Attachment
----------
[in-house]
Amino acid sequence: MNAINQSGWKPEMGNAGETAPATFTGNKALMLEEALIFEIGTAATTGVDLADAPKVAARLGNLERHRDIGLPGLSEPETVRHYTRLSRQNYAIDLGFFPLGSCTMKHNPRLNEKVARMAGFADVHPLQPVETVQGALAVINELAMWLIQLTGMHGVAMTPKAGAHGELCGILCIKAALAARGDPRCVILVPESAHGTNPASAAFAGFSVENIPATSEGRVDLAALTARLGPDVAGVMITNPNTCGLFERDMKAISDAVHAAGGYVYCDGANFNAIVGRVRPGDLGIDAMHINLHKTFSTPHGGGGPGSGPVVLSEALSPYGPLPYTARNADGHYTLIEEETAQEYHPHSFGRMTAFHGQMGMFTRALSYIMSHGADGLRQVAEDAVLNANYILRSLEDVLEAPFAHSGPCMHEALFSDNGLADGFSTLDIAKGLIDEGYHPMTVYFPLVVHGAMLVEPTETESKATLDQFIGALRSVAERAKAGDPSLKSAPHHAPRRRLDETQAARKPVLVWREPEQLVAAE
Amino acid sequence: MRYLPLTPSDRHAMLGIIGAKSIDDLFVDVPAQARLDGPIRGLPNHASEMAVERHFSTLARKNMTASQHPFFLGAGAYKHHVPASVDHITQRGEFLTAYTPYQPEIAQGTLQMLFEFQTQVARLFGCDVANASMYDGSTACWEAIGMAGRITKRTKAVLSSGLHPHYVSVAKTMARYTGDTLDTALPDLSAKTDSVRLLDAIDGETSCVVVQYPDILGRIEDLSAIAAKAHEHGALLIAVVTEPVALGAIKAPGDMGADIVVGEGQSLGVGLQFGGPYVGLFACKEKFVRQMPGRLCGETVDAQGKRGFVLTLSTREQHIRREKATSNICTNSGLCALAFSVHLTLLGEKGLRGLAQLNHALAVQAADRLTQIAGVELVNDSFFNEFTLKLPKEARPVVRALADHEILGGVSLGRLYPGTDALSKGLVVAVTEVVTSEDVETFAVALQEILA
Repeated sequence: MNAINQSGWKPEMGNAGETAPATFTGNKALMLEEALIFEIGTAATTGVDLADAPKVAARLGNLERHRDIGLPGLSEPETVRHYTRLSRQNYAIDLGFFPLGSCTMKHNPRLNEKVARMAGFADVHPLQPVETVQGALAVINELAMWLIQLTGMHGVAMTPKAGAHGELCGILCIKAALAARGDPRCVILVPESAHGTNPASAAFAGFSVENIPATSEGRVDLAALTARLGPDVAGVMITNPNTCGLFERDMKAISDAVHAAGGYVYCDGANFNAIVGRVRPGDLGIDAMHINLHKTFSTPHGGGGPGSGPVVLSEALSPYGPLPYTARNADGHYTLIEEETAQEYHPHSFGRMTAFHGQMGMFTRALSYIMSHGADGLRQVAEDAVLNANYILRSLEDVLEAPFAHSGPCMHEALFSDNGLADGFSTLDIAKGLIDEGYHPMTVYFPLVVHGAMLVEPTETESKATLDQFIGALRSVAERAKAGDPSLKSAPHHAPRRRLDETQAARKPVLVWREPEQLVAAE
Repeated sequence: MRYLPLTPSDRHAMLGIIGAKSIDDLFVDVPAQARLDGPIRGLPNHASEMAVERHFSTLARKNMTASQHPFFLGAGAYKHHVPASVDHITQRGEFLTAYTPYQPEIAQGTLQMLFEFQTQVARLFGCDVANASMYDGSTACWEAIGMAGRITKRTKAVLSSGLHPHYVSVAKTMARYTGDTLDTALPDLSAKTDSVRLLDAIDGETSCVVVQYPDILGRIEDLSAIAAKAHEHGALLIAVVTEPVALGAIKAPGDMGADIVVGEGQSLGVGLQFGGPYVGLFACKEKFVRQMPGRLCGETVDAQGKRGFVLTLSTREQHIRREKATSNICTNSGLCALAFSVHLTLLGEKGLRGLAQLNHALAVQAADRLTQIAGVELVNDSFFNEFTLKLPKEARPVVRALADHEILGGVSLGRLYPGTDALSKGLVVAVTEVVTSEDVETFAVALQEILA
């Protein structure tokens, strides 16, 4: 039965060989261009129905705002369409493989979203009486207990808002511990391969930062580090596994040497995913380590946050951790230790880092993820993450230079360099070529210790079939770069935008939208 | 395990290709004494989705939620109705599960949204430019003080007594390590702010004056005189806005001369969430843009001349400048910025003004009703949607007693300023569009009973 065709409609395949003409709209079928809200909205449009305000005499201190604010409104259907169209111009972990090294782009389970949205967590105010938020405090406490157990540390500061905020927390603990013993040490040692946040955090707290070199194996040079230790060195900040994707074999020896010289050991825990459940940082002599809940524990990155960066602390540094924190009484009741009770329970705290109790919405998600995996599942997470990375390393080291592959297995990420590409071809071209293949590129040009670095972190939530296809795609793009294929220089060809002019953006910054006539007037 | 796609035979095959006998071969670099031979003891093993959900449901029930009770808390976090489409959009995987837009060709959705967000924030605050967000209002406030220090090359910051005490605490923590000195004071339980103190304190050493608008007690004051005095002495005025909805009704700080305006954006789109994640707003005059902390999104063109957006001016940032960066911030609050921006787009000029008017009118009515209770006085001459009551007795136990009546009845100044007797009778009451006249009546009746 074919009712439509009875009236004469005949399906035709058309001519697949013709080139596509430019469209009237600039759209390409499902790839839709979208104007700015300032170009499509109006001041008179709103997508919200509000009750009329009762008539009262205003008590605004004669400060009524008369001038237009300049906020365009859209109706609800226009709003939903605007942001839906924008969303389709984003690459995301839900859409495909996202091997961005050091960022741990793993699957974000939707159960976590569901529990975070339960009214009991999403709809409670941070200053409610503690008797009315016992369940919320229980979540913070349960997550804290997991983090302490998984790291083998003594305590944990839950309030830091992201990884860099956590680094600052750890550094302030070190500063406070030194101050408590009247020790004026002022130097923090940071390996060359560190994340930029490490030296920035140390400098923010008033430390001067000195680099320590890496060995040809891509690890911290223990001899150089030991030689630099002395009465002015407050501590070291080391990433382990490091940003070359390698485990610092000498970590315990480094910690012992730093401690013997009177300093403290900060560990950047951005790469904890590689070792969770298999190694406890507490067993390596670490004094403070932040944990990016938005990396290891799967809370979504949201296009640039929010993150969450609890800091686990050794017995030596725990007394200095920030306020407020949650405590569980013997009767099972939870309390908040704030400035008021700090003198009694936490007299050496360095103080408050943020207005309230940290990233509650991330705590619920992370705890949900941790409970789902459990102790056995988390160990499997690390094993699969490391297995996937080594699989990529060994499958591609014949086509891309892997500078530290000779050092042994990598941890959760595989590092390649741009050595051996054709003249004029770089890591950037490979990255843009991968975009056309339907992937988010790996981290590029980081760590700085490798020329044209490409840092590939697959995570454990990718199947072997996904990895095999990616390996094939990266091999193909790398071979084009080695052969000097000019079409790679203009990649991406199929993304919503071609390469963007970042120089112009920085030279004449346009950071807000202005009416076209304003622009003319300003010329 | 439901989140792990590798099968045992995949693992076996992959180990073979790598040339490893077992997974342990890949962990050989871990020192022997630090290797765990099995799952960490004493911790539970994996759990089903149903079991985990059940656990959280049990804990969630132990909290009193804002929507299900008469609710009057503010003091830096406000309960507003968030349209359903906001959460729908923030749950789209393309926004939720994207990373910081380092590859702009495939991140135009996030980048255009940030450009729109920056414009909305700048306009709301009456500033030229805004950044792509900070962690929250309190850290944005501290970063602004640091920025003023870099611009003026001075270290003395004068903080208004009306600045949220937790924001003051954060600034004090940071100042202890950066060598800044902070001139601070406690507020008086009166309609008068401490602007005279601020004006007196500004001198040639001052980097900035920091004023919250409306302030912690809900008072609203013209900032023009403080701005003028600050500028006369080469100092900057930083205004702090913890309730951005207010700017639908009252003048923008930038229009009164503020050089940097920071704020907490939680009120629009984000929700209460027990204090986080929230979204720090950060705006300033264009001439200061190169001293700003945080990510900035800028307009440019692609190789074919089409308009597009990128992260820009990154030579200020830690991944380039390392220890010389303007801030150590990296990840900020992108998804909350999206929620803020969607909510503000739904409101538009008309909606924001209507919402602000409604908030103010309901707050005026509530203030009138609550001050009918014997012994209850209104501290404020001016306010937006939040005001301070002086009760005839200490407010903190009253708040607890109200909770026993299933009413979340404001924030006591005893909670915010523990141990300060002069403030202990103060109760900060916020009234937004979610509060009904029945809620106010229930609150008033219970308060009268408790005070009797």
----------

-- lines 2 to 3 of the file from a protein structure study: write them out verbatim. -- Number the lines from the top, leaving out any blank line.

Amino acid sequence: MNAINQSGWKPEMGNAGETAPATFTGNKALMLEEALIFEIGTAATTGVDLADAPKVAARLGNLERHRDIGLPGLSEPETVRHYTRLSRQNYAIDLGFFPLGSCTMKHNPRLNEKVARMAGFADVHPLQPVETVQGALAVINELAMWLIQLTGMHGVAMTPKAGAHGELCGILCIKAALAARGDPRCVILVPESAHGTNPASAAFAGFSVENIPATSEGRVDLAALTARLGPDVAGVMITNPNTCGLFERDMKAISDAVHAAGGYVYCDGANFNAIVGRVRPGDLGIDAMHINLHKTFSTPHGGGGPGSGPVVLSEALSPYGPLPYTARNADGHYTLIEEETAQEYHPHSFGRMTAFHGQMGMFTRALSYIMSHGADGLRQVAEDAVLNANYILRSLEDVLEAPFAHSGPCMHEALFSDNGLADGFSTLDIAKGLIDEGYHPMTVYFPLVVHGAMLVEPTETESKATLDQFIGALRSVAERAKAGDPSLKSAPHHAPRRRLDETQAARKPVLVWREPEQLVAAE
Amino acid sequence: MRYLPLTPSDRHAMLGIIGAKSIDDLFVDVPAQARLDGPIRGLPNHASEMAVERHFSTLARKNMTASQHPFFLGAGAYKHHVPASVDHITQRGEFLTAYTPYQPEIAQGTLQMLFEFQTQVARLFGCDVANASMYDGSTACWEAIGMAGRITKRTKAVLSSGLHPHYVSVAKTMARYTGDTLDTALPDLSAKTDSVRLLDAIDGETSCVVVQYPDILGRIEDLSAIAAKAHEHGALLIAVVTEPVALGAIKAPGDMGADIVVGEGQSLGVGLQFGGPYVGLFACKEKFVRQMPGRLCGETVDAQGKRGFVLTLSTREQHIRREKATSNICTNSGLCALAFSVHLTLLGEKGLRGLAQLNHALAVQAADRLTQIAGVELVNDSFFNEFTLKLPKEARPVVRALADHEILGGVSLGRLYPGTDALSKGLVVAVTEVVTSEDVETFAVALQEILA